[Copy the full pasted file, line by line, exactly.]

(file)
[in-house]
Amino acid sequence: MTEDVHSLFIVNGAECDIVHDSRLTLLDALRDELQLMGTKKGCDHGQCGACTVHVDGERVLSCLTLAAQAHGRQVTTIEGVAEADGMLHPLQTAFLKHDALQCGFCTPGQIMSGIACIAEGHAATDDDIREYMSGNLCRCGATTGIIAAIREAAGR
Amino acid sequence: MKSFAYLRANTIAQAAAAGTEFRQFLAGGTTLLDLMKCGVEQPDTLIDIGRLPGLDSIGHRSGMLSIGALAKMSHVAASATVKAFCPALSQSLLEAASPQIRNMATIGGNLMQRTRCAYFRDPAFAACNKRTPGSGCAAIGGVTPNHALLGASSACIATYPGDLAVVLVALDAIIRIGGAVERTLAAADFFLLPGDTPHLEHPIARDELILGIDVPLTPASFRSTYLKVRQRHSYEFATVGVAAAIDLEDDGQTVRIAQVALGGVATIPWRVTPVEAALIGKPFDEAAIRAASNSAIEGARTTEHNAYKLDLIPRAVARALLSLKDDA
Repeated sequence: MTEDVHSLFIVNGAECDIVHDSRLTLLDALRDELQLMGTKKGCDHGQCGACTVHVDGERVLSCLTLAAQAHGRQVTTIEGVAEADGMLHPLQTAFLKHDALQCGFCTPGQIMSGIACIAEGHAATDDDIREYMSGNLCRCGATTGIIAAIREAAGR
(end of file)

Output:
[in-house]
Amino acid sequence: MTEDVHSLFIVNGAECDIVHDSRLTLLDALRDELQLMGTKKGCDHGQCGACTVHVDGERVLSCLTLAAQAHGRQVTTIEGVAEADGMLHPLQTAFLKHDALQCGFCTPGQIMSGIACIAEGHAATDDDIREYMSGNLCRCGATTGIIAAIREAAGR
Amino acid sequence: MKSFAYLRANTIAQAAAAGTEFRQFLAGGTTLLDLMKCGVEQPDTLIDIGRLPGLDSIGHRSGMLSIGALAKMSHVAASATVKAFCPALSQSLLEAASPQIRNMATIGGNLMQRTRCAYFRDPAFAACNKRTPGSGCAAIGGVTPNHALLGASSACIATYPGDLAVVLVALDAIIRIGGAVERTLAAADFFLLPGDTPHLEHPIARDELILGIDVPLTPASFRSTYLKVRQRHSYEFATVGVAAAIDLEDDGQTVRIAQVALGGVATIPWRVTPVEAALIGKPFDEAAIRAASNSAIEGARTTEHNAYKLDLIPRAVARALLSLKDDA
Repeated sequence: MTEDVHSLFIVNGAECDIVHDSRLTLLDALRDELQLMGTKKGCDHGQCGACTVHVDGERVLSCLTLAAQAHGRQVTTIEGVAEADGMLHPLQTAFLKHDALQCGFCTPGQIMSGIACIAEGHAATDDDIREYMSGNLCRCGATTGIIAAIREAAGR